Monday, October 21, 2019

Gaza sea crossing to reopen


By Marc Henry - November 11, 2018
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Section: [Main News]
Tags: [Gaza] [Gaza Blockade]

Israel could soon allow Hamas to operate a sea crossing between Gaza and Cyprus.

 
According to the Lebanese Al Akhbar, the sea crossing is on the table as a part of a wider Egyptian-brokered ceasefire between Hamas and Israel.
 
The Arab newspaper reported on Saturday that Israel and Qatar had agreed to set up the sea passage between Gaza and Cyprus. However, the deal comes with a number of demands from both Israel and Hamas.  
 
As so, Hamas demands that the crossing be monitored through video cameras, while Israel wants both Israeli forces and international elements to monitor the seaport to prevent weapons smuggling.
 
According to the report Hamas has agreed to measures used at the Rafah crossing in the Gaza Strip since 2005, including cameras, computer networks and the presence of international inspectors. Further negotiations are ongoing.
 
Israel has imposed movement restrictions on the Gaza Strip since the early 1990s, but the restrictions intensified in 2007 when Israel imposed a land, sea and air blockade on Gaza following Hamas’ takeover of the Strip.
 
Lately, it has been reported that Israel had agreed to allow Qatar to transfer funds to the Hamas government in the Gaza Strip.
 
The money, which was spent on Gaza’s civil servant's first paycheck in months, was delivered into Israeli territory from Jordan, through the Allenby Bridge, and then relayed into Gaza through the Erez Crossing.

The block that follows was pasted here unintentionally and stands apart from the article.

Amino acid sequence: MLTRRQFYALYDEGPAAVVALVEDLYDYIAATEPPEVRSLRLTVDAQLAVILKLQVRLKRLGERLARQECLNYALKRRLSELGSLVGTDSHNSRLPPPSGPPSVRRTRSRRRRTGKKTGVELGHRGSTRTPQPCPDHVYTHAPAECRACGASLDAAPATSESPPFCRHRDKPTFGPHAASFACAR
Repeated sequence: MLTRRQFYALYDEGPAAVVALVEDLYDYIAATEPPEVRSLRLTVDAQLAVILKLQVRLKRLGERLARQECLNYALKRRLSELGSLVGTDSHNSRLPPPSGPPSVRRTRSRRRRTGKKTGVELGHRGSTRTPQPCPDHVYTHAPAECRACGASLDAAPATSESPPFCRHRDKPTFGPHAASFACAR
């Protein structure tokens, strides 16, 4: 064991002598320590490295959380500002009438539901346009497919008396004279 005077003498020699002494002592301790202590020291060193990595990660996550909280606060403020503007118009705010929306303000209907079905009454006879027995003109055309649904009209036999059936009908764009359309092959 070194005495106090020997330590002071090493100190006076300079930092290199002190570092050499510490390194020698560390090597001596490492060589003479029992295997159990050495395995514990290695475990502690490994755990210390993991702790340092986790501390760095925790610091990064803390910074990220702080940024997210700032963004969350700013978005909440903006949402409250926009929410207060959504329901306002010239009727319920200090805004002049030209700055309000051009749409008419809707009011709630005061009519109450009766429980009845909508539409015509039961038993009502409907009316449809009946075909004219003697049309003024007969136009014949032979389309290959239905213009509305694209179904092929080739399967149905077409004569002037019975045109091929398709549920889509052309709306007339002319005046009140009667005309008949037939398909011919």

According to Israeli media, the money transfer was agreed to after Palestinian Authority chairman Mahmoud Abbas refused to pay the salaries of PA employees in Gaza.
 
Carried out by the UN, Israel allowed the transfer from Qatar but is closely monitoring how the money is spent.
 
A total of $90 million is to be distributed in six monthly instalments of $15 million, primarily to cover salaries of officials working for Hamas.
 
In addition, Qatar has also said that it would hand out $100 to each of 50,000 poor families as well as larger sums to Palestinians wounded in clashes along Gaza’s border with Israel.
 
Israeli Defence Minister Avigdor Lieberman has not welcomed the Qatari money transfer.
 
“This is a capitulation to terrorism, and in effect, Israel is buying short-term calm with money, while severely undermining long-term security,” he told Yediot Aharonot newspaper.
 
In another Israeli-approved deal, Qatar has started buying additional fuel for Gaza’s sole power station. This has allowed planned outages to be reduced to their lowest level in recent years.

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